"It wouldn't matter if someone [individual & singular] went well
out of their way [plural: where did the others come from ??] to suggest"
for the same reason that u shoud not write on dirty paper and send it out with your signature.


What would you suggest I say here, David?
OmSigDAVID
 
  1  
Reply Mon 15 Sep, 2008 07:35 pm
@JTT,
Quote:
Quote:
U shoud not say "their right arm" nor say:
"It wouldn't matter if someone [individual & singular] went well
out of their way [plural: where did the others come from ??] to suggest"
for the same reason that u shoud not write on dirty paper and send it out with your signature.



Quote:

What would you suggest I say here, David?


I suggest that u say:

1 ) " ... their right arms "

2 ) "It wouldn't matter if someone went well out of his or her way to suggest"





David
0 Replies
 
JTT
 
  1  
Reply Mon 15 Sep, 2008 08:48 pm
@tanguatlay,
Quote:
David wrote:
In my decades on Earth, I have done a lot of writing.
Much of it was professional, wherein I had to tell a court
exactly what I had in mind; ...


The reason that you were able to do this is because you unconsciously know the rules for your language. It doesn't necessarily entail that you consciously know the rules of English.

Quote:
I suggest that u say:

1 ) " ... their right arms "

2 ) "It wouldn't matter if someone went well out of his or her way to suggest"
Quote:


This illustrates that you are not consciously familiar with the rules of English.

What you've just shown us is that someone is not singular, nor is it individual. It doesn't refer to anyone specific, rather it refers any number of unnamed people. That it takes a singular verb is only a matter of convention.

It has nothing to do with political correctness or one's outlook on politics. It's simply a matter of some wag a few centuries ago misanalyzing English and unthinking folks following along.

It can refer to one person.

It wouldn't matter if someone went well out of his or her way to suggest pizza. Actually, she suggested pizza.

It can refer to more than one.

It wouldn't matter if someone went well out of his or her way to suggest pizza. Actually, they suggested pizza.

So since it can and does refer to more than one person, 'their' works just as well, better actually in most cases because it isn't as clunky as your suggestion, which does work well in certain circumstances.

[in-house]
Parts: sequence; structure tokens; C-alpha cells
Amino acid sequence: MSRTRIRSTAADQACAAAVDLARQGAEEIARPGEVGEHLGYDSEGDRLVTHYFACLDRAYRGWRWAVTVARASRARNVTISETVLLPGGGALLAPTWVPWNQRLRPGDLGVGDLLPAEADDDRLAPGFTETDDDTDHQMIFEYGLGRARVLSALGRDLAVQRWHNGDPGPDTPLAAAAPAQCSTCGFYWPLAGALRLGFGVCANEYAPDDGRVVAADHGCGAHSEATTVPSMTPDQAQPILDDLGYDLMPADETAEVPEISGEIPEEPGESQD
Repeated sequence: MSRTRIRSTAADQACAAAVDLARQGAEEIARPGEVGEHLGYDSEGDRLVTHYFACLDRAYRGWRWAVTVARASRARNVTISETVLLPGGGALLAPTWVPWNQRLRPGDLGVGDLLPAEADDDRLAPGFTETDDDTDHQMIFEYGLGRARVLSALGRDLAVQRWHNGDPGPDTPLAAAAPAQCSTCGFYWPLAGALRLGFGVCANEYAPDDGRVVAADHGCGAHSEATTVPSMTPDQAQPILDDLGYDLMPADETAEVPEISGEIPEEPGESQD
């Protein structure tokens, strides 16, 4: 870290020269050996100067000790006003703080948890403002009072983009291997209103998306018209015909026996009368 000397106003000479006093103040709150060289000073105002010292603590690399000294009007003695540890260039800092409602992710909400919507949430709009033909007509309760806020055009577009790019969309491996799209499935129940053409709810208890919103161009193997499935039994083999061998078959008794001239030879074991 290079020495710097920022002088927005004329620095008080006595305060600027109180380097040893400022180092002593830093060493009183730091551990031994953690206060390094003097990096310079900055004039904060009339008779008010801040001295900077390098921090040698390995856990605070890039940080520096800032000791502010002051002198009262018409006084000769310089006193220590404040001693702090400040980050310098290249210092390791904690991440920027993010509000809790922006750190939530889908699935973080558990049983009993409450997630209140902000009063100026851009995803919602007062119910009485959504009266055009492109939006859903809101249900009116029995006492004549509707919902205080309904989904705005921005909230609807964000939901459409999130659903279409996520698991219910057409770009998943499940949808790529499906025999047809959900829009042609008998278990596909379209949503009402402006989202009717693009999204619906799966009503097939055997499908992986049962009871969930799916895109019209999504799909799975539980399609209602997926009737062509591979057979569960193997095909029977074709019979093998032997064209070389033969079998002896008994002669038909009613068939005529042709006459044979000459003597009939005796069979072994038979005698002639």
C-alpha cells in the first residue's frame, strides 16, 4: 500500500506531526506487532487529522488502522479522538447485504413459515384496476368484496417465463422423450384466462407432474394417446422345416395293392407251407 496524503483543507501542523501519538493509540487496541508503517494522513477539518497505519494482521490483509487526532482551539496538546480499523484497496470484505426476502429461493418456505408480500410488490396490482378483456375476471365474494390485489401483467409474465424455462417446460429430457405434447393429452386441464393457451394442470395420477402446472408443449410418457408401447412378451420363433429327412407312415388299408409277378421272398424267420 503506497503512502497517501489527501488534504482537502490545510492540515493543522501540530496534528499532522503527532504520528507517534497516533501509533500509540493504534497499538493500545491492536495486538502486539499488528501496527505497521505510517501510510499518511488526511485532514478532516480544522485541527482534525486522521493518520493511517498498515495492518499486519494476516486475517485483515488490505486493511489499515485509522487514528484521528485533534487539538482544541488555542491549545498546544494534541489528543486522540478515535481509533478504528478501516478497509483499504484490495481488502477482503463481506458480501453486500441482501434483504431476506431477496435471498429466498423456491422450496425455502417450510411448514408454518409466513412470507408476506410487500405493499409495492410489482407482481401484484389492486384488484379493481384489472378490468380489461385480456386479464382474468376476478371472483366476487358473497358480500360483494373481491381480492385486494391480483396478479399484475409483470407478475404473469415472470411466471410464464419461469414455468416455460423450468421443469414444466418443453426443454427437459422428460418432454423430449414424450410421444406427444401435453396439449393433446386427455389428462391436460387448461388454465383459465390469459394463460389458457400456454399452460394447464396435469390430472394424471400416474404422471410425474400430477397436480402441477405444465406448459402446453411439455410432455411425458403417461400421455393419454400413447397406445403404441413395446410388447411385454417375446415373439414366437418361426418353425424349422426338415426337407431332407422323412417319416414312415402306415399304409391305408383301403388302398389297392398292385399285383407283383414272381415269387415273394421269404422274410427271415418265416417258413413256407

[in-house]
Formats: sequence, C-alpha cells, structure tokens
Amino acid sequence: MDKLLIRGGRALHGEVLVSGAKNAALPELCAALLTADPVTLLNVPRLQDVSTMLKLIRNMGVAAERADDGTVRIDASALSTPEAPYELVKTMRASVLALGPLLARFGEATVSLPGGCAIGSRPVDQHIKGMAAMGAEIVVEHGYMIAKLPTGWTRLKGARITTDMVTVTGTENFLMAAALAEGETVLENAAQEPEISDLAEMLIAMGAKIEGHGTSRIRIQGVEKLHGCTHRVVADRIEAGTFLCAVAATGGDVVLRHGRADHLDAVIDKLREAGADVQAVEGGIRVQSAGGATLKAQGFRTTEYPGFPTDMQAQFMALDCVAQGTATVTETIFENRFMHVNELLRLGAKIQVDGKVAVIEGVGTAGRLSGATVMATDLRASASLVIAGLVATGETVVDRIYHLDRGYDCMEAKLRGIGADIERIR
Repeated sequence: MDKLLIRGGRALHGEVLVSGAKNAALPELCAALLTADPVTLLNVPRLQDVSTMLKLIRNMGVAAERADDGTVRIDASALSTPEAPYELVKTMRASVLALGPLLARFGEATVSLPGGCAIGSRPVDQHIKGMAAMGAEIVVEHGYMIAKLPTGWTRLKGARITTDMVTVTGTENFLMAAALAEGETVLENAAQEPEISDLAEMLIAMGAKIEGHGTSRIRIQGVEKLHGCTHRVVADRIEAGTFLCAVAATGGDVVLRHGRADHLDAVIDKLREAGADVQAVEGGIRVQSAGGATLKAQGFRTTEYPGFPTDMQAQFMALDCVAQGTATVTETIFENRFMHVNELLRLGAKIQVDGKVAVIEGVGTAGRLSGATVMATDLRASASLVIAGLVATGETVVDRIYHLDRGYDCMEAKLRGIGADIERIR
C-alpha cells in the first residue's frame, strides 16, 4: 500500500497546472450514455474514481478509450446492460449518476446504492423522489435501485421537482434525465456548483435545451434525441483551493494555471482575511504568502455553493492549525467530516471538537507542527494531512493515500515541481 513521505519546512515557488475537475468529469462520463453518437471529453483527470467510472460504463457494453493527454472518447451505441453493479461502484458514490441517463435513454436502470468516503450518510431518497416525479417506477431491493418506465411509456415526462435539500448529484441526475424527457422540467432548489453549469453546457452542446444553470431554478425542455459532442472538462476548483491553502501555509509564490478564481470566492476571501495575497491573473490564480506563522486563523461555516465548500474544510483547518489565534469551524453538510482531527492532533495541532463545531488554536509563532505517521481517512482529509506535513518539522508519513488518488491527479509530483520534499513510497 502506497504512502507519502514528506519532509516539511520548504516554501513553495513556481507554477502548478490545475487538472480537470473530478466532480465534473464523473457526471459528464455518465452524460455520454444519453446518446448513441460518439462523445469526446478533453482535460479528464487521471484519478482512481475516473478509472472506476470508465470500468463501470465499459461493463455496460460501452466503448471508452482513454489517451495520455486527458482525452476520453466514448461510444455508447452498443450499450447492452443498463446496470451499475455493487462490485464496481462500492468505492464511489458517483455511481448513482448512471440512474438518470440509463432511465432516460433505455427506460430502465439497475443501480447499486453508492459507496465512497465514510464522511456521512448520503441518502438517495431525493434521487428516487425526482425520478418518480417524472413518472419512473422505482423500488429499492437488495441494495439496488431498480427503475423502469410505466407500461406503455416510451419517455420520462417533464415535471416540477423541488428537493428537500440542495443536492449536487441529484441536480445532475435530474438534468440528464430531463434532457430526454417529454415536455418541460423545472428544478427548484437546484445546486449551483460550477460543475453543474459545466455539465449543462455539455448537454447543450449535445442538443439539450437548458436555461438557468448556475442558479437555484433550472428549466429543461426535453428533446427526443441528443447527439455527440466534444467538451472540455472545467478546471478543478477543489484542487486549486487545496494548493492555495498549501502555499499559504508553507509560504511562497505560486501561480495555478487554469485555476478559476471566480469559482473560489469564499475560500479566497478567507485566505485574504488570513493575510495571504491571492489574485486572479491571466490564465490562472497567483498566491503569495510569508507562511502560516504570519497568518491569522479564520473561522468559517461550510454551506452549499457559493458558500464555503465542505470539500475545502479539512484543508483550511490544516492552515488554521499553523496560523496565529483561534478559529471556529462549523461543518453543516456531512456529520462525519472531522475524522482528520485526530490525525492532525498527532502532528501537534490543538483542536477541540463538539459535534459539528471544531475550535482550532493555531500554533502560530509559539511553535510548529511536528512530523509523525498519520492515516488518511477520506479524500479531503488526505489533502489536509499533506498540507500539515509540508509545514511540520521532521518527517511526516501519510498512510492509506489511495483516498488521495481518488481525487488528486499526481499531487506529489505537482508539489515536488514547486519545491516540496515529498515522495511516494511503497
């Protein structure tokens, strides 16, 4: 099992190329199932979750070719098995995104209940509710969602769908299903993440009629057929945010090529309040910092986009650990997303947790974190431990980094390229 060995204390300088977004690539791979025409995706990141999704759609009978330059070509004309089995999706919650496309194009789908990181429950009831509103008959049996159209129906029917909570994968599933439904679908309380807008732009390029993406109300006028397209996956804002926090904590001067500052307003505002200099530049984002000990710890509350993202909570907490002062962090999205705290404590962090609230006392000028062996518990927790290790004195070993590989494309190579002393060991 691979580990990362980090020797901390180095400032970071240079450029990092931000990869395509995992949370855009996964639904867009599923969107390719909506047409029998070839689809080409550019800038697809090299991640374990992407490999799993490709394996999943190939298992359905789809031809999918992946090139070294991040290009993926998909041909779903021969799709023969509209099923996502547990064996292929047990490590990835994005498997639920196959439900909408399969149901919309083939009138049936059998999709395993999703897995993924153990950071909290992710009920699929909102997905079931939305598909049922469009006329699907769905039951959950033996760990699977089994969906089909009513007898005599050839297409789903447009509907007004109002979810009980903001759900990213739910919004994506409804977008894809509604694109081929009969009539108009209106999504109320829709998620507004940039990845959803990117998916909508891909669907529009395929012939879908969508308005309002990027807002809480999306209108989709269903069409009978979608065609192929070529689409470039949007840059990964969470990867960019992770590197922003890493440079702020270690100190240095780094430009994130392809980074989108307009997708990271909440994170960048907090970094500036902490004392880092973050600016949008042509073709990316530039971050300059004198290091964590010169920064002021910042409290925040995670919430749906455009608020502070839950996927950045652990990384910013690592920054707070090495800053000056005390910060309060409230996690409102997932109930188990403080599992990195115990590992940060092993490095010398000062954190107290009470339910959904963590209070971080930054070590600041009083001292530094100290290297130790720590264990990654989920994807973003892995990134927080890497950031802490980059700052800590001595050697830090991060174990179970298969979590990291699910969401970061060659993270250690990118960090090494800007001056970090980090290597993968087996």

It wouldn't matter if someone went well out of their way to suggest pizza. Actually, he/she/we/they suggested pizza.

Quote:
Singular "their" etc., was an accepted part of the English language before the 18th-century grammarians started making arbitrary judgements as to what is "good English" and "bad English", based on a kind of pseudo-"logic" deduced from the Latin language, that has nothing whatever to do with English. (See the 1975 journal article by Anne Bodine in the bibliography.) And even after the old-line grammarians put it under their ban, this anathematized singular "their" construction never stopped being used by English-speakers, both orally and by serious literary writers. So it's time for anyone who still thinks that singular "their" is so-called "bad grammar" to get rid of their prejudices and pedantry!

http://www.crossmyt.com/hc/linghebr/austheir.html


Everyone brought his knapsack.

Why would it be necessary for everyone, that is, all the people, to bring one guy's knapsack?

Everyone brought their knapsack. They all purchased them at LL Bean.

Makes much more sense, both grammatically and logically.

Everyone brought his knapsack. They all purchased them at LL Bean. ???

Why don't you have any problem with 'you' serving as both a plural and a singular?
0 Replies